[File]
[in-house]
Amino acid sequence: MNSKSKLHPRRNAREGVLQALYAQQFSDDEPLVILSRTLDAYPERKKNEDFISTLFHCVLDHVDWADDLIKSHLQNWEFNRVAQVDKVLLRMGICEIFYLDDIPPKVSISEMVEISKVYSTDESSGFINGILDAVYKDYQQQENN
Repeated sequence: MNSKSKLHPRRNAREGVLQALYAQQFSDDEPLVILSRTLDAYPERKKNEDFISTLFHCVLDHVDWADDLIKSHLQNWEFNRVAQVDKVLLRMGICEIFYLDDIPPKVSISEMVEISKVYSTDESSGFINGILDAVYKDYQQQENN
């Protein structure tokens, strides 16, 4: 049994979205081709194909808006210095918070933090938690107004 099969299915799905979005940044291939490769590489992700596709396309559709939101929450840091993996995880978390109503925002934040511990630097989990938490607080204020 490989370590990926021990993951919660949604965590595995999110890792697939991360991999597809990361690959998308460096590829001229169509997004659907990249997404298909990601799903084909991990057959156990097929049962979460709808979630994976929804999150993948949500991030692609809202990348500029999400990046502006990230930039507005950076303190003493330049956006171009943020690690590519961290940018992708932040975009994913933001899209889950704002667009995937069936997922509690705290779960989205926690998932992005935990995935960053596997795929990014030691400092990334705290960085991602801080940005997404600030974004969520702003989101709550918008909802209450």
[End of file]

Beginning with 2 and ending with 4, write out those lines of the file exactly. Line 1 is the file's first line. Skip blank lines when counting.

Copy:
Amino acid sequence: MNSKSKLHPRRNAREGVLQALYAQQFSDDEPLVILSRTLDAYPERKKNEDFISTLFHCVLDHVDWADDLIKSHLQNWEFNRVAQVDKVLLRMGICEIFYLDDIPPKVSISEMVEISKVYSTDESSGFINGILDAVYKDYQQQENN
Repeated sequence: MNSKSKLHPRRNAREGVLQALYAQQFSDDEPLVILSRTLDAYPERKKNEDFISTLFHCVLDHVDWADDLIKSHLQNWEFNRVAQVDKVLLRMGICEIFYLDDIPPKVSISEMVEISKVYSTDESSGFINGILDAVYKDYQQQENN
């Protein structure tokens, strides 16, 4: 049994979205081709194909808006210095918070933090938690107004 099969299915799905979005940044291939490769590489992700596709396309559709939101929450840091993996995880978390109503925002934040511990630097989990938490607080204020 490989370590990926021990993951919660949604965590595995999110890792697939991360991999597809990361690959998308460096590829001229169509997004659907990249997404298909990601799903084909991990057959156990097929049962979460709808979630994976929804999150993948949500991030692609809202990348500029999400990046502006990230930039507005950076303190003493330049956006171009943020690690590519961290940018992708932040975009994913933001899209889950704002667009995937069936997922509690705290779960989205926690998932992005935990995935960053596997795929990014030691400092990334705290960085991602801080940005997404600030974004969520702003989101709550918008909802209450």